Wireless VR Works!
I have to admit, I was skeptical of Sixa’s claims. Virtual reality demands high performance and low latency, and it’s hard to imagine that a compression system and wireless network wouldn’t add untenable levels of latency to the equation. Sixa’s solution isn’t perfect, but the company put most of my skepticism to rest.
My first foray into the coveted world of untethered space pirating convinced me that Sixa's system works well enough to be a success. When I play SPT, I move around a lot, and I move quickly. Despite my best efforts to create a situation that would be a problem for the extra latency of the Rivvr kit, Sixa's wireless system kept up with my activity level.
The Rivvr system isn’t flawless, although we would say it delivers where it counts. Despite the compression, we didn’t notice any significant visual degradation--most of the time--but every so often the image would break up into a blocky blur that reminded us of trying to watch satellite TV in a rainstorm. It’s hard to say what cause the visual breakdown, but we suspect it relates to the PC’s performance. The visual degradation appeared to occur when many droids were on the screen at the same time. We also noticed that when you walk through the Chaperone barriers, the image breaks down the same way.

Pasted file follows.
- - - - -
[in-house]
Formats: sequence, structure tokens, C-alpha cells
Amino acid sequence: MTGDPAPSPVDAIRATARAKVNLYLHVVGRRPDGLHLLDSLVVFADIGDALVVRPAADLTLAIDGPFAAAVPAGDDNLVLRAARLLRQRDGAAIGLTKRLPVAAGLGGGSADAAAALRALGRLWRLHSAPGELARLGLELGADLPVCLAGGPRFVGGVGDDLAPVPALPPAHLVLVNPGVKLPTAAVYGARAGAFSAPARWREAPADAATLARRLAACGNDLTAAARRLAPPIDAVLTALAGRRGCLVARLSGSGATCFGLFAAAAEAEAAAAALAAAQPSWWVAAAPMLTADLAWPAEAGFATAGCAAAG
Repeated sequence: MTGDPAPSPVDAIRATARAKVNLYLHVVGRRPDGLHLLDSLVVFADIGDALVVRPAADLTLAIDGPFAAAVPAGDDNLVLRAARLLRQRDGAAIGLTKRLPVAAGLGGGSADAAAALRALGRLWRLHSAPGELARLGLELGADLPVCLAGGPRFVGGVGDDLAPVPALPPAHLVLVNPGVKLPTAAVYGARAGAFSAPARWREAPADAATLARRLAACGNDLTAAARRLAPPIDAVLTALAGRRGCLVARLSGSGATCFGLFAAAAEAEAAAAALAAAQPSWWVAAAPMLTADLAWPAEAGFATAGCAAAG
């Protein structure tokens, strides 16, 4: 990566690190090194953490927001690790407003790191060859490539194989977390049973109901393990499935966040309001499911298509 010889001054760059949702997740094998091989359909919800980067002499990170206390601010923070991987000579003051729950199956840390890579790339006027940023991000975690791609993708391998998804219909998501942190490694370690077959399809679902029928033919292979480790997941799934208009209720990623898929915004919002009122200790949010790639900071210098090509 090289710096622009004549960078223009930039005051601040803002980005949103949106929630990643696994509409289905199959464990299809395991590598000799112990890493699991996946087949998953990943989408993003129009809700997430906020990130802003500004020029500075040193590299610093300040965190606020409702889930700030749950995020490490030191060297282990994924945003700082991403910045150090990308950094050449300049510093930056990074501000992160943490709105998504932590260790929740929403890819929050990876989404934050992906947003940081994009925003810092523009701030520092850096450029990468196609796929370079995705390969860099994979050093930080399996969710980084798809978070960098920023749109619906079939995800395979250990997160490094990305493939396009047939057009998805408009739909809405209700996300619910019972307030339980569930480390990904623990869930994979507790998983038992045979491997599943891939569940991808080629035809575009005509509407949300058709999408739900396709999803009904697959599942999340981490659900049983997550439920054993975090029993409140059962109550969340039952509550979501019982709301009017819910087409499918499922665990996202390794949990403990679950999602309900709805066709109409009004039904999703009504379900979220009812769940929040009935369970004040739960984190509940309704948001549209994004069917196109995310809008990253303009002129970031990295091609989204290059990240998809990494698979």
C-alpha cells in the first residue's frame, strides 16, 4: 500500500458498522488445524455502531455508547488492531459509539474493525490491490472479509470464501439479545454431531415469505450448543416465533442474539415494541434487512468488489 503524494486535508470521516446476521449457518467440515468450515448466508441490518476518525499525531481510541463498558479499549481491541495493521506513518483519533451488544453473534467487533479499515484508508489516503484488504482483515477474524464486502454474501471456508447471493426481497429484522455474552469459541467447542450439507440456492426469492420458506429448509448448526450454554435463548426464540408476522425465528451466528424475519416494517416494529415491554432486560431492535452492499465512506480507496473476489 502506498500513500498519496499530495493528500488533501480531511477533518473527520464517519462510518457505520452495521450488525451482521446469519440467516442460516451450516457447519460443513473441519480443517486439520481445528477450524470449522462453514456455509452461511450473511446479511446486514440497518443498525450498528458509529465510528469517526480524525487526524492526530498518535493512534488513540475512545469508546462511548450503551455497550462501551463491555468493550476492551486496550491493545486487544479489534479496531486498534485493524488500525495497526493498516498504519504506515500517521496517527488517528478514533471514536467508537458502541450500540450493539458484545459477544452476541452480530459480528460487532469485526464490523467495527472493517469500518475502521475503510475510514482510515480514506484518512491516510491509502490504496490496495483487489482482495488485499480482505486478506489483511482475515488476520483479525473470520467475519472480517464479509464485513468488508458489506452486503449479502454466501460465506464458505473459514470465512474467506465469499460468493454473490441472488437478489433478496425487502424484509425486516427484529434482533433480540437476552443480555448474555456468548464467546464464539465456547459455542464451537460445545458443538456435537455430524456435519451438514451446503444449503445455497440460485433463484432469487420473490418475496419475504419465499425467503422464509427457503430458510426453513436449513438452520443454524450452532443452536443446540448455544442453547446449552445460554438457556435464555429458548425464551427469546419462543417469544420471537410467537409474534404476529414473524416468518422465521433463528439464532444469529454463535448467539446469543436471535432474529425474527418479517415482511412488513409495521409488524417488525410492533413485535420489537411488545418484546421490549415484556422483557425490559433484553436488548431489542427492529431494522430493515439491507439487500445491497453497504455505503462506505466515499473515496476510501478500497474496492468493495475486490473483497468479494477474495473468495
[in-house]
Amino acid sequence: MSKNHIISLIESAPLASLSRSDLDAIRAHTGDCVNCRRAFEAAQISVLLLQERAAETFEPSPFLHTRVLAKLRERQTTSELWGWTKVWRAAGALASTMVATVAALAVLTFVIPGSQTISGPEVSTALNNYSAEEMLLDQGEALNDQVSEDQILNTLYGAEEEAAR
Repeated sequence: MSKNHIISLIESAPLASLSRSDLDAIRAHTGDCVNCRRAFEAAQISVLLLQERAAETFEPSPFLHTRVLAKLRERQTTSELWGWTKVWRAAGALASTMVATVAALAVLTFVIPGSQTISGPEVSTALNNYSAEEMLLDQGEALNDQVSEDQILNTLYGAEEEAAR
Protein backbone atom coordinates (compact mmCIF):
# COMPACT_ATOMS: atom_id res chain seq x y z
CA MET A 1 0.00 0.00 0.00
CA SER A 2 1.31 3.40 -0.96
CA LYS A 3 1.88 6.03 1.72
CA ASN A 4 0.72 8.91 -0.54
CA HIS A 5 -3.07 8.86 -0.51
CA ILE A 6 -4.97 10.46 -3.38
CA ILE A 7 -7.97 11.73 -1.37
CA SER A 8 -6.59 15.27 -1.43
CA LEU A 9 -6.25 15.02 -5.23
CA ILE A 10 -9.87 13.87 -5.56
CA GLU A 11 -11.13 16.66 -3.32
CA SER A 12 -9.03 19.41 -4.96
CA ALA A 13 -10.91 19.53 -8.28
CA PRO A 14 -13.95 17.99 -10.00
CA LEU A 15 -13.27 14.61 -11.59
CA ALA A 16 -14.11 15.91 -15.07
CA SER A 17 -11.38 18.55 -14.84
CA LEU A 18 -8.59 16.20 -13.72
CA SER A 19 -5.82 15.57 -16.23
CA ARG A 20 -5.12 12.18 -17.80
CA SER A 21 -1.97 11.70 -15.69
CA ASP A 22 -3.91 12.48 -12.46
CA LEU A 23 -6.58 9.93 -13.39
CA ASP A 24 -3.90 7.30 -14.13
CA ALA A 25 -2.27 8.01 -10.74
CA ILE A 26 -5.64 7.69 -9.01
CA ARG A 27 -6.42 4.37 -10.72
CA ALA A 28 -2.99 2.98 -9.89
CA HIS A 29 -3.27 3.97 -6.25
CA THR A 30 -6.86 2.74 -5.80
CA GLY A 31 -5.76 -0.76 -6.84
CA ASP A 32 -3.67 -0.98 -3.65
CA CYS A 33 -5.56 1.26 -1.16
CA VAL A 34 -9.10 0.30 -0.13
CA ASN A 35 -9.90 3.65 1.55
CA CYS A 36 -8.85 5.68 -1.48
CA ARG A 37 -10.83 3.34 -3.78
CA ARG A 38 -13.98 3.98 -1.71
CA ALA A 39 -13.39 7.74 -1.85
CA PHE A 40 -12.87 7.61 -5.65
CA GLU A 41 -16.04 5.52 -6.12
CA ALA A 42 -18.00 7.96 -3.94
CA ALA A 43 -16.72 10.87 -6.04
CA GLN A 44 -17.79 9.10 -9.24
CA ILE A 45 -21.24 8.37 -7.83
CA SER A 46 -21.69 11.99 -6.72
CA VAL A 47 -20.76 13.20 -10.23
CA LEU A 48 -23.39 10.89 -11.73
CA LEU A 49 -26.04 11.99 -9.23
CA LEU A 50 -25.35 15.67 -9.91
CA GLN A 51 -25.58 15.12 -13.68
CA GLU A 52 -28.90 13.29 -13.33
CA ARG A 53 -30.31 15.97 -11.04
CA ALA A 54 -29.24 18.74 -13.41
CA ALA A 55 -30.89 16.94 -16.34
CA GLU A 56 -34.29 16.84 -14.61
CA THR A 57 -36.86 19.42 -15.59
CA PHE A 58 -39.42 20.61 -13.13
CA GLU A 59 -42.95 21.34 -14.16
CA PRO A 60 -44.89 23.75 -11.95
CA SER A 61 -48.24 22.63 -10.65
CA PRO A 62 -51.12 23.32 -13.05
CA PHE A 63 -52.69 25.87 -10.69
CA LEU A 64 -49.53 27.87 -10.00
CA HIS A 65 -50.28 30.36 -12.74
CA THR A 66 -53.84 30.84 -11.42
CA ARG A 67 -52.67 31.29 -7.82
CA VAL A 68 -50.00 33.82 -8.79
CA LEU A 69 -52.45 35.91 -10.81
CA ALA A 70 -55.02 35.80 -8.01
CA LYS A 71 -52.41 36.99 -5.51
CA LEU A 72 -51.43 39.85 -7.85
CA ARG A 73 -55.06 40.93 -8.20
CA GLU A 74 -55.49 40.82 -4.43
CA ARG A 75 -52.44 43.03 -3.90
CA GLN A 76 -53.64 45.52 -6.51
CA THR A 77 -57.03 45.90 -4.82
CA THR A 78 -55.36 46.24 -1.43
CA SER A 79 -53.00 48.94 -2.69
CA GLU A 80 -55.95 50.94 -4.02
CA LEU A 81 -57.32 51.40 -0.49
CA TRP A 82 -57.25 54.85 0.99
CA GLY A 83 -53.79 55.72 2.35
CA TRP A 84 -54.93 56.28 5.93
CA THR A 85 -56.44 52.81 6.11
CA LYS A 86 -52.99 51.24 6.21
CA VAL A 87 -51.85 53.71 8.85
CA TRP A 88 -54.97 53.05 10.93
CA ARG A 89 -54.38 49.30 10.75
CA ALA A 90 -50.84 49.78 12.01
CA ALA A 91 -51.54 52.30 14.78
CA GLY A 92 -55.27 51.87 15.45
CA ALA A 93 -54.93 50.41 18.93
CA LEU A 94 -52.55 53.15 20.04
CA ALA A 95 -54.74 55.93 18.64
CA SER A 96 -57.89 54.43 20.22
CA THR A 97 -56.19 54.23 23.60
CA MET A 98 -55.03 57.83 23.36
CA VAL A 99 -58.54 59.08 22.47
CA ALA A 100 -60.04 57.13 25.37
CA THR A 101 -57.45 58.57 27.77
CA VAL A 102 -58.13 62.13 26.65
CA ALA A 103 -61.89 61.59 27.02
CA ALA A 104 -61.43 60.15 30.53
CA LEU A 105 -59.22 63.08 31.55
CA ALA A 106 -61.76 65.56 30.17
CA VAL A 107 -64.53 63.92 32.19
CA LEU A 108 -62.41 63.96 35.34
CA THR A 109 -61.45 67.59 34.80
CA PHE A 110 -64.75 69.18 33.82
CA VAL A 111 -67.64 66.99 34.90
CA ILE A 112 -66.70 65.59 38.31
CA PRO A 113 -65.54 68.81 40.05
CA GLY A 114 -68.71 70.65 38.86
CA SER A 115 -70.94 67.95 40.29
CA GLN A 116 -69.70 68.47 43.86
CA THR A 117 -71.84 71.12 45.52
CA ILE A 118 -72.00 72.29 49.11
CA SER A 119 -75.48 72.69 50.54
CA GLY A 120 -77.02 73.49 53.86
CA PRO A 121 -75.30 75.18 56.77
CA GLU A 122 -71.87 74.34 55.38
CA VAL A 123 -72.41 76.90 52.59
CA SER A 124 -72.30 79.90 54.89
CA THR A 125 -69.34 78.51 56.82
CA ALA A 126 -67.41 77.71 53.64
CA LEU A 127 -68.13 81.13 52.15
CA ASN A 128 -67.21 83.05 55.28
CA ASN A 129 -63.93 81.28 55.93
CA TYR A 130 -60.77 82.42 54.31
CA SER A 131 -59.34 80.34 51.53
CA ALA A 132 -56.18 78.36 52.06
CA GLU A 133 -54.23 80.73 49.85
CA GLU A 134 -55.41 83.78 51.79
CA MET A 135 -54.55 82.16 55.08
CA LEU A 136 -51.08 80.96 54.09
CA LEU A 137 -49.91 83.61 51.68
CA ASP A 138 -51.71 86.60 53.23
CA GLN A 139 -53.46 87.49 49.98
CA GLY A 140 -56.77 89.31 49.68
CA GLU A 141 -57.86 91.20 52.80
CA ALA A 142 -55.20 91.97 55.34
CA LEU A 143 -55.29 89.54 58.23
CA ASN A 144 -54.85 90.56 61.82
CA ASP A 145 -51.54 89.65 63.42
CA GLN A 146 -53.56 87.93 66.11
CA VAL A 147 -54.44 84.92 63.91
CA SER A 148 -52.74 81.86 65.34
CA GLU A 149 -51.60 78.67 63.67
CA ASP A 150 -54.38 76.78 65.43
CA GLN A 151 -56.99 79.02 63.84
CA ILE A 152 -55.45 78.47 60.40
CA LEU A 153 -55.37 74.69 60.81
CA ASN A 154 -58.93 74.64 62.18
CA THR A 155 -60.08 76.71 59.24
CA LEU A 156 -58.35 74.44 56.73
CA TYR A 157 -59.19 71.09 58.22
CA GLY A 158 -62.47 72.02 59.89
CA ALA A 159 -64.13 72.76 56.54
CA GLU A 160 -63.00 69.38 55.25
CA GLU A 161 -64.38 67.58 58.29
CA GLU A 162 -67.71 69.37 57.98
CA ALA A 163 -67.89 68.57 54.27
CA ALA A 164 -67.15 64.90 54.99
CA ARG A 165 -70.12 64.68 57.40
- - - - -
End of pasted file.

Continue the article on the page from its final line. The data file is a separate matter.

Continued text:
To test our theory, we fired up the Everest VR experience. Solfar Studio used hundreds of thousands of images to create the texture set for Everest VR, which should push Sixa’s wireless system to its limits. Sure enough, we experienced noticeable screen tearing in the Everest VR experience. Again, the limitation appears to be with the laptop’s performance, though. After we let the system cool down, we gave Everest VR another go, and the performance was much better.
Waiting For The Production Model
I had grown accustomed to the cable that hangs from the back from my head while playing in VR, but five minutes of Space Pirate Trainer without the cable reminded me just how limiting that tether is. The freedom of not worrying about where the cable is allowed me to concentrate more on the game and less on the real world around me.
Sixa’s Rivvr prototype demonstrates that the company isn’t blowing smoke and building hype over vaporware. The Rivvr system and the technology behind it works, but how well it works remains to be seen. The prototype hardware, unfinished software, and non-standard configuration gave us a glimpse of wireless VR, but it doesn’t tell us what the consumer experience will be like.
We look forward to seeing the final product so we can give it a full rundown, complete with latency tests to see how much of an impact the Rivvr system has on game performance. We also anticipate trying out a wider range of content with the wireless system; for example, we’d like to see how a demanding game like Arizona Sunshine runs over WiFi.